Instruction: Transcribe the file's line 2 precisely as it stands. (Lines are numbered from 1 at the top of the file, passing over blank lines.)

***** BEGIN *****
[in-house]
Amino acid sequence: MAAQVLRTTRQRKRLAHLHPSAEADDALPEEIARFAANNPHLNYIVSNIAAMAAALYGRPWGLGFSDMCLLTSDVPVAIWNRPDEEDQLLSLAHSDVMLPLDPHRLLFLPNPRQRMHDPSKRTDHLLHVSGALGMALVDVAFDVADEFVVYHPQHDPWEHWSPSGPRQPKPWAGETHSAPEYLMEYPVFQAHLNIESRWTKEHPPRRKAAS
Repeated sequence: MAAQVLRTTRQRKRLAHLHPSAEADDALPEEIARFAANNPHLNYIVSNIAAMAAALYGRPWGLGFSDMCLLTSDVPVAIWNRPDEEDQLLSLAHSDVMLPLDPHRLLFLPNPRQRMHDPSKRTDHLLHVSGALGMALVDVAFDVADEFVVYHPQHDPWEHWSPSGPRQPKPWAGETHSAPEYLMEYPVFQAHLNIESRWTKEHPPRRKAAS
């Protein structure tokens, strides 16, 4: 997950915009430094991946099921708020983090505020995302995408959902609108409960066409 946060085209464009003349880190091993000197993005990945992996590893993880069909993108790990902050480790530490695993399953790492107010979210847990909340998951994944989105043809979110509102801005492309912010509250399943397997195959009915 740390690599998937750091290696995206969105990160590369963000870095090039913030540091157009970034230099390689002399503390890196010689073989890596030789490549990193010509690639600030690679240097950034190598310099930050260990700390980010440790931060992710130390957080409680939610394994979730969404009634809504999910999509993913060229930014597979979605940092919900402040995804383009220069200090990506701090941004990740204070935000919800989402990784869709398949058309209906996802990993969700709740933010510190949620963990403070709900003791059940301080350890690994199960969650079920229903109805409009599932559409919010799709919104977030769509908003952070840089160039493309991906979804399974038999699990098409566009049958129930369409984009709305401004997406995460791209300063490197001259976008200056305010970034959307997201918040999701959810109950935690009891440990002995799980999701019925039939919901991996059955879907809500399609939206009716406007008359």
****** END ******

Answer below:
Amino acid sequence: MAAQVLRTTRQRKRLAHLHPSAEADDALPEEIARFAANNPHLNYIVSNIAAMAAALYGRPWGLGFSDMCLLTSDVPVAIWNRPDEEDQLLSLAHSDVMLPLDPHRLLFLPNPRQRMHDPSKRTDHLLHVSGALGMALVDVAFDVADEFVVYHPQHDPWEHWSPSGPRQPKPWAGETHSAPEYLMEYPVFQAHLNIESRWTKEHPPRRKAAS